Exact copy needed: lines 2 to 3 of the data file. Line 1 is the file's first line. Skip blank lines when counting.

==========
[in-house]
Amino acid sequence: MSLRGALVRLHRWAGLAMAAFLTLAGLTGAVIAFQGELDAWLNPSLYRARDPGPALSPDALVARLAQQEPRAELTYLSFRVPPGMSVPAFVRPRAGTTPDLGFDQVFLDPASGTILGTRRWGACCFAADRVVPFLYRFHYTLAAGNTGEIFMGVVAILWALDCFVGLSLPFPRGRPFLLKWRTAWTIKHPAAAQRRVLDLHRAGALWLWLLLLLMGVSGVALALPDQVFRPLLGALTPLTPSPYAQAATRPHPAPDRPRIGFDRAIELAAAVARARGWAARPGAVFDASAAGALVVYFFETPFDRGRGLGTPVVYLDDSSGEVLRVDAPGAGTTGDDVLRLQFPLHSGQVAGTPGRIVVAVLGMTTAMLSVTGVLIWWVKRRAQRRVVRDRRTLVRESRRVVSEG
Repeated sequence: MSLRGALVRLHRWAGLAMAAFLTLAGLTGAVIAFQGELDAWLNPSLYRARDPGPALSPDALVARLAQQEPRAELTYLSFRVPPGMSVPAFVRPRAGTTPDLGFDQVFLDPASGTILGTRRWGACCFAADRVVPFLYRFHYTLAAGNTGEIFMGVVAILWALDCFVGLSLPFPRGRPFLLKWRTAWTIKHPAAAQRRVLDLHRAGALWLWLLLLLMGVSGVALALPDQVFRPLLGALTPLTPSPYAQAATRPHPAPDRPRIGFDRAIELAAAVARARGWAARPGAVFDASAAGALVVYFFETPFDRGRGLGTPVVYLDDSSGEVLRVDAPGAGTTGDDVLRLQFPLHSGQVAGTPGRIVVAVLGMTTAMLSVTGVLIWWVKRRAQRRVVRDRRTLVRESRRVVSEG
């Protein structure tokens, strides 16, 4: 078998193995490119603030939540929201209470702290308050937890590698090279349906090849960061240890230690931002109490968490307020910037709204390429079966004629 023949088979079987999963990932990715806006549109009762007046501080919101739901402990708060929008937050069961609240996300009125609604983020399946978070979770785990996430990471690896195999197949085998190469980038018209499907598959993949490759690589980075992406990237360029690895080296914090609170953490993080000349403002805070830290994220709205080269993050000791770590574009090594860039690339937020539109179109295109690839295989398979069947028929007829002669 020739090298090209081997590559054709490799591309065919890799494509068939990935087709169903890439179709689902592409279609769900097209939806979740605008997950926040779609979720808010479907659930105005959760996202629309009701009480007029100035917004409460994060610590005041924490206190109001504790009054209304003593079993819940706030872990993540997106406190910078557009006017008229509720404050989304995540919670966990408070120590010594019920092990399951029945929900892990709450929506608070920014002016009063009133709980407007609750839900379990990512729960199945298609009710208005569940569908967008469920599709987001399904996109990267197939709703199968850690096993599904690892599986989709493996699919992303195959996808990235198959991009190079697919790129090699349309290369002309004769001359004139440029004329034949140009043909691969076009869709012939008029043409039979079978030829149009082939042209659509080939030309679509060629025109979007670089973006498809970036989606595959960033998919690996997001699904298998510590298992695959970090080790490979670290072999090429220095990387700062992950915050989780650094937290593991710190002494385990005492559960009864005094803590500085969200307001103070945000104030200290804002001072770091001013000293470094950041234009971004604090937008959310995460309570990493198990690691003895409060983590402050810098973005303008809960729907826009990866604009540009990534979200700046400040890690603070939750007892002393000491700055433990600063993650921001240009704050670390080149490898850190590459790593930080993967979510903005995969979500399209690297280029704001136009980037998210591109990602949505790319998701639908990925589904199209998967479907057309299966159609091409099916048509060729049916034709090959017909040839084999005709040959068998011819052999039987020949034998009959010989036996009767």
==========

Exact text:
Amino acid sequence: MSLRGALVRLHRWAGLAMAAFLTLAGLTGAVIAFQGELDAWLNPSLYRARDPGPALSPDALVARLAQQEPRAELTYLSFRVPPGMSVPAFVRPRAGTTPDLGFDQVFLDPASGTILGTRRWGACCFAADRVVPFLYRFHYTLAAGNTGEIFMGVVAILWALDCFVGLSLPFPRGRPFLLKWRTAWTIKHPAAAQRRVLDLHRAGALWLWLLLLLMGVSGVALALPDQVFRPLLGALTPLTPSPYAQAATRPHPAPDRPRIGFDRAIELAAAVARARGWAARPGAVFDASAAGALVVYFFETPFDRGRGLGTPVVYLDDSSGEVLRVDAPGAGTTGDDVLRLQFPLHSGQVAGTPGRIVVAVLGMTTAMLSVTGVLIWWVKRRAQRRVVRDRRTLVRESRRVVSEG
Repeated sequence: MSLRGALVRLHRWAGLAMAAFLTLAGLTGAVIAFQGELDAWLNPSLYRARDPGPALSPDALVARLAQQEPRAELTYLSFRVPPGMSVPAFVRPRAGTTPDLGFDQVFLDPASGTILGTRRWGACCFAADRVVPFLYRFHYTLAAGNTGEIFMGVVAILWALDCFVGLSLPFPRGRPFLLKWRTAWTIKHPAAAQRRVLDLHRAGALWLWLLLLLMGVSGVALALPDQVFRPLLGALTPLTPSPYAQAATRPHPAPDRPRIGFDRAIELAAAVARARGWAARPGAVFDASAAGALVVYFFETPFDRGRGLGTPVVYLDDSSGEVLRVDAPGAGTTGDDVLRLQFPLHSGQVAGTPGRIVVAVLGMTTAMLSVTGVLIWWVKRRAQRRVVRDRRTLVRESRRVVSEG